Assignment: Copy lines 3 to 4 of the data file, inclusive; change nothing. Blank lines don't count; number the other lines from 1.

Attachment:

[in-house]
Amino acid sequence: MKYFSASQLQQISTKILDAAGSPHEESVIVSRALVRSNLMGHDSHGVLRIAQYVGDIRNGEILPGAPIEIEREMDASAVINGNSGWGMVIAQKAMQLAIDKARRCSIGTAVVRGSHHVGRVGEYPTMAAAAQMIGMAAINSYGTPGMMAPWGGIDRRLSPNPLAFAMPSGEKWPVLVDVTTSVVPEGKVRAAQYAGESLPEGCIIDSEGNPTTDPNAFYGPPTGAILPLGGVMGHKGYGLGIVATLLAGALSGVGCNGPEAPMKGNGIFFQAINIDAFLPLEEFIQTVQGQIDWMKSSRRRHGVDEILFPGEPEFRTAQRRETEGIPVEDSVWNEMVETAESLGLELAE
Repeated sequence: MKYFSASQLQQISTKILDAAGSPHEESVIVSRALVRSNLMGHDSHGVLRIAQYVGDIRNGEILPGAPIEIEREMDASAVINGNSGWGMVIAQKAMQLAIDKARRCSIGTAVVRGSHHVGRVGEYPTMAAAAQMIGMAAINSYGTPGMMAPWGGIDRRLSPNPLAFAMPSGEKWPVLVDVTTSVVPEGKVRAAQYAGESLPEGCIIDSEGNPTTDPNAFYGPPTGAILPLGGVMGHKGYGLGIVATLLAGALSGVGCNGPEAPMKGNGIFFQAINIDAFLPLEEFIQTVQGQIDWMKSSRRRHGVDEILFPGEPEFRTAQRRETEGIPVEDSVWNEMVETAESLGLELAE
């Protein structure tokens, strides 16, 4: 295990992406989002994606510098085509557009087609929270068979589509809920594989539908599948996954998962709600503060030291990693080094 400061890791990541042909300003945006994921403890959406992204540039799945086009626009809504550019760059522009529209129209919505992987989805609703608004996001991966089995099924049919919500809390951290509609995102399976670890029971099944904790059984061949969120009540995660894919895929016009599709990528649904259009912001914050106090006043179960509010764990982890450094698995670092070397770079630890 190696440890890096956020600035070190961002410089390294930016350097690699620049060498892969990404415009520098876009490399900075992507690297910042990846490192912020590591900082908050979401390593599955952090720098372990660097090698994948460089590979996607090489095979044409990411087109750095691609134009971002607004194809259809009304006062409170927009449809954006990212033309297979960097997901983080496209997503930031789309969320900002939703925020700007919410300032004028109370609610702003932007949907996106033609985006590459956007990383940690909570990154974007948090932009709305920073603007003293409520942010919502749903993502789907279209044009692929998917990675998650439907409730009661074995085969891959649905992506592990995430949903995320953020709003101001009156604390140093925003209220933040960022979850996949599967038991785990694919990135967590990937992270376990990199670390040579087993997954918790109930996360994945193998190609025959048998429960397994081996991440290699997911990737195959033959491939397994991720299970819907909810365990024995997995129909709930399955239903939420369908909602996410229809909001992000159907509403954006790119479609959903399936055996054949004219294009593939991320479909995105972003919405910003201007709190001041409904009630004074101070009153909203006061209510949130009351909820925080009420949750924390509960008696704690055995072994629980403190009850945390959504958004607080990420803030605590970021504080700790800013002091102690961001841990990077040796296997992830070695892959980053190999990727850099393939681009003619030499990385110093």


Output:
Repeated sequence: MKYFSASQLQQISTKILDAAGSPHEESVIVSRALVRSNLMGHDSHGVLRIAQYVGDIRNGEILPGAPIEIEREMDASAVINGNSGWGMVIAQKAMQLAIDKARRCSIGTAVVRGSHHVGRVGEYPTMAAAAQMIGMAAINSYGTPGMMAPWGGIDRRLSPNPLAFAMPSGEKWPVLVDVTTSVVPEGKVRAAQYAGESLPEGCIIDSEGNPTTDPNAFYGPPTGAILPLGGVMGHKGYGLGIVATLLAGALSGVGCNGPEAPMKGNGIFFQAINIDAFLPLEEFIQTVQGQIDWMKSSRRRHGVDEILFPGEPEFRTAQRRETEGIPVEDSVWNEMVETAESLGLELAE
């Protein structure tokens, strides 16, 4: 295990992406989002994606510098085509557009087609929270068979589509809920594989539908599948996954998962709600503060030291990693080094 400061890791990541042909300003945006994921403890959406992204540039799945086009626009809504550019760059522009529209129209919505992987989805609703608004996001991966089995099924049919919500809390951290509609995102399976670890029971099944904790059984061949969120009540995660894919895929016009599709990528649904259009912001914050106090006043179960509010764990982890450094698995670092070397770079630890 190696440890890096956020600035070190961002410089390294930016350097690699620049060498892969990404415009520098876009490399900075992507690297910042990846490192912020590591900082908050979401390593599955952090720098372990660097090698994948460089590979996607090489095979044409990411087109750095691609134009971002607004194809259809009304006062409170927009449809954006990212033309297979960097997901983080496209997503930031789309969320900002939703925020700007919410300032004028109370609610702003932007949907996106033609985006590459956007990383940690909570990154974007948090932009709305920073603007003293409520942010919502749903993502789907279209044009692929998917990675998650439907409730009661074995085969891959649905992506592990995430949903995320953020709003101001009156604390140093925003209220933040960022979850996949599967038991785990694919990135967590990937992270376990990199670390040579087993997954918790109930996360994945193998190609025959048998429960397994081996991440290699997911990737195959033959491939397994991720299970819907909810365990024995997995129909709930399955239903939420369908909602996410229809909001992000159907509403954006790119479609959903399936055996054949004219294009593939991320479909995105972003919405910003201007709190001041409904009630004074101070009153909203006061209510949130009351909820925080009420949750924390509960008696704690055995072994629980403190009850945390959504958004607080990420803030605590970021504080700790800013002091102690961001841990990077040796296997992830070695892959980053190999990727850099393939681009003619030499990385110093």